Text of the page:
As to buggy/unstable proof -- it going to 100% cpu core and my having to kill it because it's "not responding" in three major OS is all the proof I need of it being a buggy unstable mess -- and again it appears to be EXACTLY the problem I had with 2.x

    With the only tab open being google and it never EVER finishing whatever the devil it was doing? I once let it sit there for 40+ hours just to see if it did anything. If it wasn't for the fact I'm on a multi-core system, FF4's current "off to never never land" behavior would lock up the system completely.

    This is my proof: FF4 going with 9 tabs, as oppossed to Op 11.01 1190 with JUST ONE TAB!!!

    Nothing unusual about the web page in the tab, just a little common JS slideshow somewhere in it. And it's not that JS code fault, believe me!

    And Op is the only browser chocking with these slideshows, lagging and never quite getting to display them properly. A little down for the "fastest JS engine", don't you think? When FF4 doesn't even blinks when properly displays that page. And so is IE8, IE9. And so does Saf 5.03. And so does Ch 11. ONLY OPERA BLOCKS THE PAGE INDEFINITELY!

    And it's not "Look how I can block Opera" kind of page. It's a normal page.





    The rest of your views are way over board for me to even try. They lack the balance between good parts and bad parts:


    "I have yet to see a site using jquery for anything meaningful, useful, or that should even be done on a website in the first blasted place."

    "... and again I've never seen anything out of jquery that didn't GET IN THE WAY of the user experience."




    The reality is the one fighting you, not me:

    Opera is at the bottom, no matter how much you try to make it look like it's a diamond in the mud, it's still just a kid playing. And this before you start talking about HTML5/Fred and CSS3!

    jQuery is successful despite you trying to point to some anonymous bad uses to paint it all black. I've also seen some atrociously written HTML strict pages, hell, even XHTML strict pages, but that doesn't say HTML and XHTML strict specs are "a BLIGHT upon the Internet".

  5. #30
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    Would you care to link to that "one page with just a slideshow?"

    NOT that I think slideshows should be on websites in the first place.

    Really I think it comes down to a differing opinion on what bloat means. Of course, did you notice that Firefox even reports physically impossible memory sizes now? Oh you missed that since version 3.0 it incorrectly reports it's memory usage to windows because it's no longer all stored in private memory?

    Check it, simple to look for. Open a 1280x800ish jpeg and watch FF's memory use from a clean startup. If it goes up LESS than a 4 megabytes, it's incorrectly reporting it's usage by hiding it in unreported processes. This is another of the 'tricks' they've been using to look better than they are... or at least something it's fanboys constantly miss.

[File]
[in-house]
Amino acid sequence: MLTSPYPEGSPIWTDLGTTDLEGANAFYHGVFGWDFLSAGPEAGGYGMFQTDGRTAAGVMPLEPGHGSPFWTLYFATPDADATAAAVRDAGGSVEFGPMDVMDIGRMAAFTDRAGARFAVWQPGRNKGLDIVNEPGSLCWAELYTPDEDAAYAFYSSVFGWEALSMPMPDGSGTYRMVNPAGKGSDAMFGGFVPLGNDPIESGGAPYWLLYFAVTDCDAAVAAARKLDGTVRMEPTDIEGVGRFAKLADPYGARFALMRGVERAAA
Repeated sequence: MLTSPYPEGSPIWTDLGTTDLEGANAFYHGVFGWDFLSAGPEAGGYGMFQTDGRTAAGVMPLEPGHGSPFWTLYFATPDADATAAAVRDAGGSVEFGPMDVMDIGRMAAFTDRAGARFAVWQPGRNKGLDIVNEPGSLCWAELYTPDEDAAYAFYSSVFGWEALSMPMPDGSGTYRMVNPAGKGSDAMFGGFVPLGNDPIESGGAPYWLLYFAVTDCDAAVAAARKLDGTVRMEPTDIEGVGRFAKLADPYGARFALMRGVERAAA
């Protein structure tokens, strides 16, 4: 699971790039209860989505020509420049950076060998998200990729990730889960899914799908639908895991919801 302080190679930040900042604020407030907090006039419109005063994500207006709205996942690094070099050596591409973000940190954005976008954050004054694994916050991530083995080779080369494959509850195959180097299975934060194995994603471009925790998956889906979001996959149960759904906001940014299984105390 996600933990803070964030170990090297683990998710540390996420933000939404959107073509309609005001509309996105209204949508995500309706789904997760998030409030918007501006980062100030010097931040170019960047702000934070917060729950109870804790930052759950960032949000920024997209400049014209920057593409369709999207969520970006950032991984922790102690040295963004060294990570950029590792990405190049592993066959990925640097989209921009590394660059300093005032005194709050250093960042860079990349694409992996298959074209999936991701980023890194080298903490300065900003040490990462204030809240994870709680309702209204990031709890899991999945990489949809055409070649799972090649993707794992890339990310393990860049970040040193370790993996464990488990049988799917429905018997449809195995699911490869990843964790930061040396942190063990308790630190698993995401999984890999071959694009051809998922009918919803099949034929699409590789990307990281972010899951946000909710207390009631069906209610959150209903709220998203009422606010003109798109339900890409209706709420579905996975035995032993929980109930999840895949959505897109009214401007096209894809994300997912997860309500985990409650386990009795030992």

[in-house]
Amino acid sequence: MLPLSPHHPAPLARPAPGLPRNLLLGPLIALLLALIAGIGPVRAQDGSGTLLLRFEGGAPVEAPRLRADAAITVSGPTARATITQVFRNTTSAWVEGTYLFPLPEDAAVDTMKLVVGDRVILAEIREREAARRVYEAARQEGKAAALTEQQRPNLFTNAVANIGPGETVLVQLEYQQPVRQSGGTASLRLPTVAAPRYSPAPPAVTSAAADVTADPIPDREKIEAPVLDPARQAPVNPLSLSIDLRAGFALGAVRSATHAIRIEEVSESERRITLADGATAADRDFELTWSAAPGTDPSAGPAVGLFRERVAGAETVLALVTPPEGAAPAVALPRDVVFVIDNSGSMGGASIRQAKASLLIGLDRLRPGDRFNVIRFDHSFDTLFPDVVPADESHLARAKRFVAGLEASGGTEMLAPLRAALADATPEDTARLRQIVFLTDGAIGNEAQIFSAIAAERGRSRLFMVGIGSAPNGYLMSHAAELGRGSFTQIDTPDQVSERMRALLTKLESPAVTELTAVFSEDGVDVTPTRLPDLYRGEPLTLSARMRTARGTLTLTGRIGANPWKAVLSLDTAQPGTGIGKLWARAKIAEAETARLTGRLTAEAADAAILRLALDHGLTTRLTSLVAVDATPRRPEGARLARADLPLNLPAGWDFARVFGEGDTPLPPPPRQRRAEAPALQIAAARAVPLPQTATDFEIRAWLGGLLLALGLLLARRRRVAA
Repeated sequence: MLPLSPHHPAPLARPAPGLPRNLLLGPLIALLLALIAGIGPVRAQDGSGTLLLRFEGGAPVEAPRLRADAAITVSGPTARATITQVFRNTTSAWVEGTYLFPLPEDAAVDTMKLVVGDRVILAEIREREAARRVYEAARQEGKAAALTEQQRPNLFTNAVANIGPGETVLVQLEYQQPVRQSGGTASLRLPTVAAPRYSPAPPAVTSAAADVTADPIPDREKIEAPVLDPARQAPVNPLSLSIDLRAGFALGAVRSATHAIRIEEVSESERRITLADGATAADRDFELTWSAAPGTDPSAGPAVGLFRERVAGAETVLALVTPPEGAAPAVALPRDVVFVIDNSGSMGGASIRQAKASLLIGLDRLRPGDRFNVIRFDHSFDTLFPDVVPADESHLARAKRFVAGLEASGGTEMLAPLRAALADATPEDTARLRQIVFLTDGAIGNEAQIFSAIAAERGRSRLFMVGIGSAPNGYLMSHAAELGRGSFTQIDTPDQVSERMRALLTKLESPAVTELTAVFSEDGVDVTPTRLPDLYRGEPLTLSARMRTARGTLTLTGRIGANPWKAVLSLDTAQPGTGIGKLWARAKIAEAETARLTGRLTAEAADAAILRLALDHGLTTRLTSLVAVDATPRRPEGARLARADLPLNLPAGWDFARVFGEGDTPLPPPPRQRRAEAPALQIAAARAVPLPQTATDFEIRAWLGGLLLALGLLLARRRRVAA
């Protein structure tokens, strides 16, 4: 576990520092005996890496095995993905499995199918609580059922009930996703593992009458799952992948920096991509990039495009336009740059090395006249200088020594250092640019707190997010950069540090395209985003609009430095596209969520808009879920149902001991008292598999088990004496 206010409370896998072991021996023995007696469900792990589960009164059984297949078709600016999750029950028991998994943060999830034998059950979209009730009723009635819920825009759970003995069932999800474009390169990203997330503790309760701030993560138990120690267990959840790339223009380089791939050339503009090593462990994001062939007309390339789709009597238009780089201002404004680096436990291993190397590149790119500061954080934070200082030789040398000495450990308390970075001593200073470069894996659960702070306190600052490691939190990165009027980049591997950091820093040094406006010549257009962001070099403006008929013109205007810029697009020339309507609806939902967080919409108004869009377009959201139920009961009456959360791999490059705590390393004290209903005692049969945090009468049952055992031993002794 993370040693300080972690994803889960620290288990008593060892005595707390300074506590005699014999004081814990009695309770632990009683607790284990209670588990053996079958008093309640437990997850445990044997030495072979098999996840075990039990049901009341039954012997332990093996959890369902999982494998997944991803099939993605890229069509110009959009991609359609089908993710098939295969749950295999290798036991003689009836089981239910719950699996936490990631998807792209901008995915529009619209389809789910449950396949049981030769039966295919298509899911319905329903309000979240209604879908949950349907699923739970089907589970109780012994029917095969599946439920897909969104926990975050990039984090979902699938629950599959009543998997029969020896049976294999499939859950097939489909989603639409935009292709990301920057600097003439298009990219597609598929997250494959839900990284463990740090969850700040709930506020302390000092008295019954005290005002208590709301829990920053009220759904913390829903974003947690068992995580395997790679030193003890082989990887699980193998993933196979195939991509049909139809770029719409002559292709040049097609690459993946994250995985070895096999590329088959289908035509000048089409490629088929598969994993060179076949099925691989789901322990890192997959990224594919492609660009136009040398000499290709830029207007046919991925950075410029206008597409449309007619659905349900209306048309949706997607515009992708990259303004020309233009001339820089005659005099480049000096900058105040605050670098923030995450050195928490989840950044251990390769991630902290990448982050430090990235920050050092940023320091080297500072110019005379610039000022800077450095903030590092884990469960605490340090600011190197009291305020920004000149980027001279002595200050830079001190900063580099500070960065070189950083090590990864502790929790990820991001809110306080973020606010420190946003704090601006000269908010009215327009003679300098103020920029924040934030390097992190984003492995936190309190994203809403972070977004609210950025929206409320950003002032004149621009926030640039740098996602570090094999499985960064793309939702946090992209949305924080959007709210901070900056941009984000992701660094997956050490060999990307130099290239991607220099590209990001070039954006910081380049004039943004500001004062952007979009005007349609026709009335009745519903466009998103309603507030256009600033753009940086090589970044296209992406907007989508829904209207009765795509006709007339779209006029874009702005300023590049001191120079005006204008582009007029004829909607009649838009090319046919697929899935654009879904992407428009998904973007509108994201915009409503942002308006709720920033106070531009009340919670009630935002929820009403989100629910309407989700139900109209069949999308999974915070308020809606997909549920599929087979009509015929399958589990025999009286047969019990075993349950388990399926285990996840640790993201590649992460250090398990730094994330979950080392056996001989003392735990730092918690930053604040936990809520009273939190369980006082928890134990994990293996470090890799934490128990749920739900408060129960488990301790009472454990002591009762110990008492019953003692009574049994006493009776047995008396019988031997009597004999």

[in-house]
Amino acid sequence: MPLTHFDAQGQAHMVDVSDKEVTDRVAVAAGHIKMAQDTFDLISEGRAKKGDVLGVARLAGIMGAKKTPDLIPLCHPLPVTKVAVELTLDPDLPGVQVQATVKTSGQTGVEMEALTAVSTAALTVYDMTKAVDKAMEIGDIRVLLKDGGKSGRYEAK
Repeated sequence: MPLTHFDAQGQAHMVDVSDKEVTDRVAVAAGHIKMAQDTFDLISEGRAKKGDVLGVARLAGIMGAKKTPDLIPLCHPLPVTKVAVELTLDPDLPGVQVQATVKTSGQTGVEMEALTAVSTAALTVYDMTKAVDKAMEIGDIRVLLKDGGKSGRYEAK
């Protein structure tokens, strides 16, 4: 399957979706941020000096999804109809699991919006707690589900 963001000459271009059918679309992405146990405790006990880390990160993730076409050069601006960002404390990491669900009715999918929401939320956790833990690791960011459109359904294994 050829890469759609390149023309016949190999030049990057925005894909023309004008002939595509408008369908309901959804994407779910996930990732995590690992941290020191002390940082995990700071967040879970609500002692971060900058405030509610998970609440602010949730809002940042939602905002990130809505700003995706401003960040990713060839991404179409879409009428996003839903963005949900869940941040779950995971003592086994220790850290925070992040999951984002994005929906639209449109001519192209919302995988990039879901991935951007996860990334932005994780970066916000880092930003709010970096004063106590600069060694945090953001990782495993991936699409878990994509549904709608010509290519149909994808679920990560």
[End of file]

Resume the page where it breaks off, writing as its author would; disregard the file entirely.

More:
Which you can check in Process Explorer... where an examination will show that it's "virtual" memory use is around 200 megs when it is only showing the "private" memory use under the normal task manager.

    Clean start Opera and FF with just... eh, let's use this image:
    http://battletech.hopto.org/images/samplePage.jpg

    Firefox:

    Task Manager
    Memory (private working set) - 27,864 bytes.

    Process Explorer
    Private Bytes - 31,644 bytes
    Virtual - 164,664 bytes

    Opera:

    Task Manager
    Memory (private working set) - 92,484 bytes

    Process Explorer
    Private Bytes - 95,720 bytes
    Virtual - 104,516 bytes

    Who's using more memory again? Honestly, they're about the SAME! Also though, flush your history as opera pre-loads it's allocation of history/cache during startup, while FF does not. In fact, 40 megs of that private bytes IS opera's cache, which is done so that the caching can be handled faster. (private is faster than virtual)

    The memory reported in task manager is just the private working set information... basically code + heap. Virtual bytes is more like a stack. FF uses the stack more, Opera uses the heap more and allocates a larger heap. (though you probably don't know old-school memory management where those terms applied... ah the days when you could hard-code heap and stack limits during linking)

  6. #31
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    Quote Originally Posted by deathshadow60 View Post
    (though you probably don't know old-school memory management where those terms applied... ah the days when you could hard-code heap and stack limits during linking)
    Just to spite you, I went to Computer Science Faculty between 1992 and 1997!



    Let's agree you're a fanboy for Opera, while I'm a normal user for FireFox. A slideshow will always have a place right there where there's a need for one. Again, denying doesn't change the facts. Pick any page with a slideshow that has user controls, don't let me point you at one so you can have "reveal reasons" on why and how.

    Just so you know, I wouldn't mind using Op more than FF in the future, if Op would somehow appeal more to me. Like I switched from Ch to FF. It's all about a browser proving it self, it's not about fanboys banging heads.

    Like there is the case for jQuery. If it proves useful for 2% of the web devs, and the web pages using it are successfully loaded on 2% of the machines, it has the right to exist, much like Opera exists. And so is the case for HTML5/Fred and CSS3.

  7. #32
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    Quote Originally Posted by noonnope View Post
    Let's agree you're a fanboy for Opera, while I'm a normal user for FireFox.
    No, Opera has plenty of faults too -- you're just going after it for the wrong ones

    It just happens to have a bunch of UI elements I've not only grown accustomed to but actually expect and am disappointed when I can't find them or even work-alike extensions in anything else.

    I'd kill for Opera's UI... or at least what Opera ends up with for a UI by the time I'm done customizing it (since out of box I don't like it all that much either)-- with webkit as the renderer.